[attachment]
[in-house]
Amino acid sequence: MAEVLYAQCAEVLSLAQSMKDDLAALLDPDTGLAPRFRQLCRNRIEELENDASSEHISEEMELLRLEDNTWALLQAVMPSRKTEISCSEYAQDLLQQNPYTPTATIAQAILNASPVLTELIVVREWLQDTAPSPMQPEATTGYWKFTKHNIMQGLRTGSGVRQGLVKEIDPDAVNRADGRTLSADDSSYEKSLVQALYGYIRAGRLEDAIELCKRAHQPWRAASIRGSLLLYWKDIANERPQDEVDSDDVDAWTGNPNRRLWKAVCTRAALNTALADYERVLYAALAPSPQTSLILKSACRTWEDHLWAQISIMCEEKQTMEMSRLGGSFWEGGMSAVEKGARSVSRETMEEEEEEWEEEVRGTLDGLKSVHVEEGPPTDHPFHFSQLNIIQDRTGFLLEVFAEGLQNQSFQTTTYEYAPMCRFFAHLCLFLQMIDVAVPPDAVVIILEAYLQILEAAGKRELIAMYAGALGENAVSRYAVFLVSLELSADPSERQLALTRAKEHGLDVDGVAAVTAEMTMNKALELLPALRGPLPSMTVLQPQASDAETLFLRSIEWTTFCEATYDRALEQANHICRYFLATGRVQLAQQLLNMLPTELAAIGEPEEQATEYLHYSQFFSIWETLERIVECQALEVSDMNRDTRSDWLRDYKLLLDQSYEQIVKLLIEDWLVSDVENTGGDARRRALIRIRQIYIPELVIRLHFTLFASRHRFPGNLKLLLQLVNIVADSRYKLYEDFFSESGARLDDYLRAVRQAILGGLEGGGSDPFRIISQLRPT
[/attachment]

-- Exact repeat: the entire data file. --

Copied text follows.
[in-house]
Amino acid sequence: MAEVLYAQCAEVLSLAQSMKDDLAALLDPDTGLAPRFRQLCRNRIEELENDASSEHISEEMELLRLEDNTWALLQAVMPSRKTEISCSEYAQDLLQQNPYTPTATIAQAILNASPVLTELIVVREWLQDTAPSPMQPEATTGYWKFTKHNIMQGLRTGSGVRQGLVKEIDPDAVNRADGRTLSADDSSYEKSLVQALYGYIRAGRLEDAIELCKRAHQPWRAASIRGSLLLYWKDIANERPQDEVDSDDVDAWTGNPNRRLWKAVCTRAALNTALADYERVLYAALAPSPQTSLILKSACRTWEDHLWAQISIMCEEKQTMEMSRLGGSFWEGGMSAVEKGARSVSRETMEEEEEEWEEEVRGTLDGLKSVHVEEGPPTDHPFHFSQLNIIQDRTGFLLEVFAEGLQNQSFQTTTYEYAPMCRFFAHLCLFLQMIDVAVPPDAVVIILEAYLQILEAAGKRELIAMYAGALGENAVSRYAVFLVSLELSADPSERQLALTRAKEHGLDVDGVAAVTAEMTMNKALELLPALRGPLPSMTVLQPQASDAETLFLRSIEWTTFCEATYDRALEQANHICRYFLATGRVQLAQQLLNMLPTELAAIGEPEEQATEYLHYSQFFSIWETLERIVECQALEVSDMNRDTRSDWLRDYKLLLDQSYEQIVKLLIEDWLVSDVENTGGDARRRALIRIRQIYIPELVIRLHFTLFASRHRFPGNLKLLLQLVNIVADSRYKLYEDFFSESGARLDDYLRAVRQAILGGLEGGGSDPFRIISQLRPT